UPS has successfully tested a drone that launches from the top of a UPS package car, autonomously delivers a package to a home and then returns to the vehicle while the delivery driver continues along the route to make a separate delivery.
UPS conducted the test in Lithia, Florida with Workhorse Group, an Ohio-based battery-electric truck and drone developer. Workhorse built the drone and the electric UPS package car used in the test.
Mark Wallace, UPS senior vice president of global engineering and sustainability, commented: “This test is different than anything we’ve done with drones so far. It has implications for future deliveries, especially in rural locations where our package cars often have to travel miles to make a single delivery”.
He added: “Imagine a triangular delivery route where the stops are miles apart by road. Sending a drone from a package car to make just one of those deliveries can reduce costly miles driven. This is a big step toward bolstering efficiency in our network and reducing our emissions at the same time.”
UPS stated that with ORION, its On-Road Integrated Optimization Navigation routing software, a reduction of just one mile per driver per day over one year can save UPS up to $50m. UPS has about 66,000 delivery drivers on the road each day. Rural delivery routes are the most expensive to serve due to the time and vehicle expenses required to complete each delivery. In this test, the drone made one delivery while the driver continued down the road to make another. This is a possible role UPS envisions for drones in the future.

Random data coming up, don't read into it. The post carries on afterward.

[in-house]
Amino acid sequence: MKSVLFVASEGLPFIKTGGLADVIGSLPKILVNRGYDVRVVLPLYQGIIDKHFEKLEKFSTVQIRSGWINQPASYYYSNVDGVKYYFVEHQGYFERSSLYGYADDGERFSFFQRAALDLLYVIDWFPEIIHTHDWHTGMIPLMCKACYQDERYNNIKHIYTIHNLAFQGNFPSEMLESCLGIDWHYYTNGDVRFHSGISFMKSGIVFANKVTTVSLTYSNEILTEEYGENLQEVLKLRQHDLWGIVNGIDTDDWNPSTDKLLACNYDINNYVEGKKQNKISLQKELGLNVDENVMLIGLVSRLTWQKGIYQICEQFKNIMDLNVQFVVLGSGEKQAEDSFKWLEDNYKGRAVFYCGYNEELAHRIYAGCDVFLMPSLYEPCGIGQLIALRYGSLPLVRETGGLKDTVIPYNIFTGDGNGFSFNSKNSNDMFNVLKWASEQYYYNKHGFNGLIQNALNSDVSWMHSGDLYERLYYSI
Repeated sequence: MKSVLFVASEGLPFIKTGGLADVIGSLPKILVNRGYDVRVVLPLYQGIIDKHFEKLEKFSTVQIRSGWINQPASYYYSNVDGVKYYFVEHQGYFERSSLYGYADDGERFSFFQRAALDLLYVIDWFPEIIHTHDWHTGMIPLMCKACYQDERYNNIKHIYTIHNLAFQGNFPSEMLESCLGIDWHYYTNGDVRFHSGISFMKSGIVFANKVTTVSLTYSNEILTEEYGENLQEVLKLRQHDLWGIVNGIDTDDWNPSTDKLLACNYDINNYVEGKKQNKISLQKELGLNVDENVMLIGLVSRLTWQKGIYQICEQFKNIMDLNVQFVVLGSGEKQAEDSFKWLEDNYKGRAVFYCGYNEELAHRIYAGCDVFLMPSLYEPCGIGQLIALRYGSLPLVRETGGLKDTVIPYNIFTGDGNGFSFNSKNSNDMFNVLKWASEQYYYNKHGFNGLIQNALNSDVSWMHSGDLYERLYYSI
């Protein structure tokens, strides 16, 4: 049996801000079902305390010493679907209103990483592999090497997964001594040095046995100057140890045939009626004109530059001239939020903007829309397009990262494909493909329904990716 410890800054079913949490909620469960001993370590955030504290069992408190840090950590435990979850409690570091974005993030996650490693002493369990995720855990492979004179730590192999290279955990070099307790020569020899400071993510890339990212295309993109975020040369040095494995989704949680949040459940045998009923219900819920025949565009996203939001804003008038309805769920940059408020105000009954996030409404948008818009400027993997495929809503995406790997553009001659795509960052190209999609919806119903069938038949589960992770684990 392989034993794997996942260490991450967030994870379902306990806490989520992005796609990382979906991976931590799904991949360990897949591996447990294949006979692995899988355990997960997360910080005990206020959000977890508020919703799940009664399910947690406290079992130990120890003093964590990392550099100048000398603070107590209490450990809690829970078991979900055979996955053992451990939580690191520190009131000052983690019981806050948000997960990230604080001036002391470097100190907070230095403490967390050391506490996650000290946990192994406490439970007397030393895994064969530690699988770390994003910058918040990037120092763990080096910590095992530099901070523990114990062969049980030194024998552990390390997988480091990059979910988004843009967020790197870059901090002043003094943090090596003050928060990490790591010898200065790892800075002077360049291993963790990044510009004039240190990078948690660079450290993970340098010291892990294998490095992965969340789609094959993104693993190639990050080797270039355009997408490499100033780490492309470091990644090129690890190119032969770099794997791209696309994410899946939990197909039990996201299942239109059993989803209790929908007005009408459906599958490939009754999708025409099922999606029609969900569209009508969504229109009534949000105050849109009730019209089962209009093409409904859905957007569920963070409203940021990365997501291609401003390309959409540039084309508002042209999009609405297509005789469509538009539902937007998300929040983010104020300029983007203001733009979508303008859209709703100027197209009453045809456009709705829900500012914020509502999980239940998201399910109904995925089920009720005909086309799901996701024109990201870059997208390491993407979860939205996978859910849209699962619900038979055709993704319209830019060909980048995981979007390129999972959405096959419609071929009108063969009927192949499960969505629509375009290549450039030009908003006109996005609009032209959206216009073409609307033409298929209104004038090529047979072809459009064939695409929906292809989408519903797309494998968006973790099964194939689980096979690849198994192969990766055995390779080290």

Wallace commented: “Drivers are the face of our company, and that won’t change. What’s exciting is the potential for drones to aid drivers at various points along their routes, helping them save time and deliver on increasing customer service needs that stem from the growth of e-commerce.”
The drone used in the test docks on the roof of the delivery truck and recharges while it is docked. It has a 30-minute flight time and can carry a package weighing up to 10 pounds.
UPS has been testing automation and robotics technologies, including drones, for years. Last September, UPS staged a mock delivery of urgently needed medicine from Beverly, Massachusetts to an island three miles off the Atlantic coast. Additionally, UPS is using drones extensively for delivering humanitarian relief. UPS is also utilizing drones to check inventory on high storage shelves in its warehouses.
Unlike all of the previous tests, the most recent UPS drone test shows how drones might assist in making non-urgent residential deliveries as part of the day-to-day operation.
Last year, the U.S. Federal Aviation Administration (FAA) issued small unmanned aircraft systems rules that allow for some commercial use of drones and paved the way for future expanded applications. FAA’s drone advisory committee will provide recommendations on key drone integration issues that will ultimately allow for safe and secure operations of drones within the National Air Space System.
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